Human Practices: Gold
Meeting with Experts
Dr. Feng Zhang and the Zhang lab were integral in understand how Cas13a works, and how its functionality changes in bacterial vs. mammalian cells. After explaining our project plans, graduate students Omar Abudayyeh and Jonathan Gootenberg gave encouraging feedback about the viability of the use of dCas13a to control alternative splicing and also gave suggestions about the design of our experiments.
Additionally, Omar and Jonathan went through data on their experiments for characterizing Cas13a orthologs in various species to find the optimal versions for use in later experiments. They determined that although L. shahii Cas13a (LshCas13a) works in mammalian cells, L. wadei version (LwaCas13a) is better at knocking down targeted RNA. Additionally, they explained that LwaCas13a demonstrated comparable knockdown to using short hairpin RNA (shRNA).
After learning about the superiority of LwaCas13a, we looked to expand our collaboration with the Zhang lab by performing experiments using the Lsh dCas13a or Lwa dCas13a. Unfortunately, their research on LwaCas13a was so recent that papers were still in the process of being reviewed. Because of this, not only were we unable to receive a plasmid containing the gene, but also we couldn't talk about the LwaCas13a in detail until the papers were published. Thus enlightening interaction gave our us a stark introduction to the legal processes and IP issues involved with bioengineering research and collaboration.
These legal aspects added an interesting facet to our project. First, we needed to format our experiments in a way that took into account the time necessary for reviews and publications. Second, we had to re-structure the way we described our project so that we didn't talk about L. wadei Cas13a explicitly. In fact, the only reason we can mention it now is that the Zhang Lab recently published their paper on the protein. Finally, it raised the discussion about an important part of biology that many don't always associate with research: patents. We reached out to MIT's Technology Licensing Office (MIT TLO)to better understand the steps that need to be taken before a new concept can be mentioned and used by others.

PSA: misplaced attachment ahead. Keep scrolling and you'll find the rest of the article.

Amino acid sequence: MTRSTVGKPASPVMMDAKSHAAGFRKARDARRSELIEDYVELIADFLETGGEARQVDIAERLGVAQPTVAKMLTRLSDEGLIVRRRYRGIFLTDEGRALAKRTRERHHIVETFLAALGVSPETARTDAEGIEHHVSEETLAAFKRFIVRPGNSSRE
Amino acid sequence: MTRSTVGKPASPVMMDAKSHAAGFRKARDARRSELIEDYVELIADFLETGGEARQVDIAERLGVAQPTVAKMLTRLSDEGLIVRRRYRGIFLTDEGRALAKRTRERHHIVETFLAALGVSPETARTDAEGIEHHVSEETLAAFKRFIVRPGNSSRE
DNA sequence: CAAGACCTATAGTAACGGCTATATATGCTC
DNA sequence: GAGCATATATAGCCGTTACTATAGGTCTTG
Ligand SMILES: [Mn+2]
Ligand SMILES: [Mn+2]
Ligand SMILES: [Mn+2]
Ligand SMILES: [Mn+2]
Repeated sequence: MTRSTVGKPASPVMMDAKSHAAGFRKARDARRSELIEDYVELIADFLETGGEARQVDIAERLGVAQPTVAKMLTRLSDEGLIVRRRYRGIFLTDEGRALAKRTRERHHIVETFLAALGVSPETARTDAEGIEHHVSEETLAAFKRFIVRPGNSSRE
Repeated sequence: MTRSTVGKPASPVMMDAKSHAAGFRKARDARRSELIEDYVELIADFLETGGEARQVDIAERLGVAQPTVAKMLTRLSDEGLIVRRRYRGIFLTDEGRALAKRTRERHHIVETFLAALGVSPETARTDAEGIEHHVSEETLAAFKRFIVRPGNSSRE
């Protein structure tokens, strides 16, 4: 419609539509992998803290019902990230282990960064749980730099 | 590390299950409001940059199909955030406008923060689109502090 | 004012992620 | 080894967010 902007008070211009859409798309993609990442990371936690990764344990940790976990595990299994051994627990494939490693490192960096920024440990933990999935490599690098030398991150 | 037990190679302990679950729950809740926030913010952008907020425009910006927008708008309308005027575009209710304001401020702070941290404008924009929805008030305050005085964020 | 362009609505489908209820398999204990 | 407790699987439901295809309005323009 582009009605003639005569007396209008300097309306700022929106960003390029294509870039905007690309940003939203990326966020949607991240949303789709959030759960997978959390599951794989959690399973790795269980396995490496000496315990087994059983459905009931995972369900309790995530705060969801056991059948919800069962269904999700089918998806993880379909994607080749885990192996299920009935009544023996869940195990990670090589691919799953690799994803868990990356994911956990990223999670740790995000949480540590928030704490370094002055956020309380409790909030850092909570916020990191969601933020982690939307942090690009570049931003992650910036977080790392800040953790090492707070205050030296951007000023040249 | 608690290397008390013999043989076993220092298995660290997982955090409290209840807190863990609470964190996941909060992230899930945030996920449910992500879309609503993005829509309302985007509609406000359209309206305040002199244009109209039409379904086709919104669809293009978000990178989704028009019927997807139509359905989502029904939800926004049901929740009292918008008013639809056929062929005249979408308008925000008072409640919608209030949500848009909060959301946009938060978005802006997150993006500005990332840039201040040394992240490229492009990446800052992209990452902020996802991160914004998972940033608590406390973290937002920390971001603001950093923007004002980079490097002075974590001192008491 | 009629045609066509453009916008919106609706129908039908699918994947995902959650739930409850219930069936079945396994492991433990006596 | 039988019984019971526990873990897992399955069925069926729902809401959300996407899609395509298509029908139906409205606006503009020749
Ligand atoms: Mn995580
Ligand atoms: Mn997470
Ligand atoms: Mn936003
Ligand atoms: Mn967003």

The MIT TLO helped us come to a contractual agreement with the Zhang Lab to use LwaCas13a to control alternative splicing. Unfortunately, the timeline for paper reviews and iGEM didn't line up, and we were unable to test LwaCas13a in our system. We did, however, learn about the importance of licensing and collaboration.
The MIT Burge Lab focuses on using computational and experimental methods to better understand gene expression and regulation, specifically the rules that govern RNA splicing specificity. Members of our team met with researchers from the MIT Burge Lab to get some advice for our SpliceMIT modeling program. The lab already offers models that will return specific splicing elements present in a given sequences that a user inputs. We hoped to apply concepts used in these models to our program. We discussed how the location of binding for the gRNA would have the biggest effect on splicing, and therefore affects what kind of guides the program would return to the user.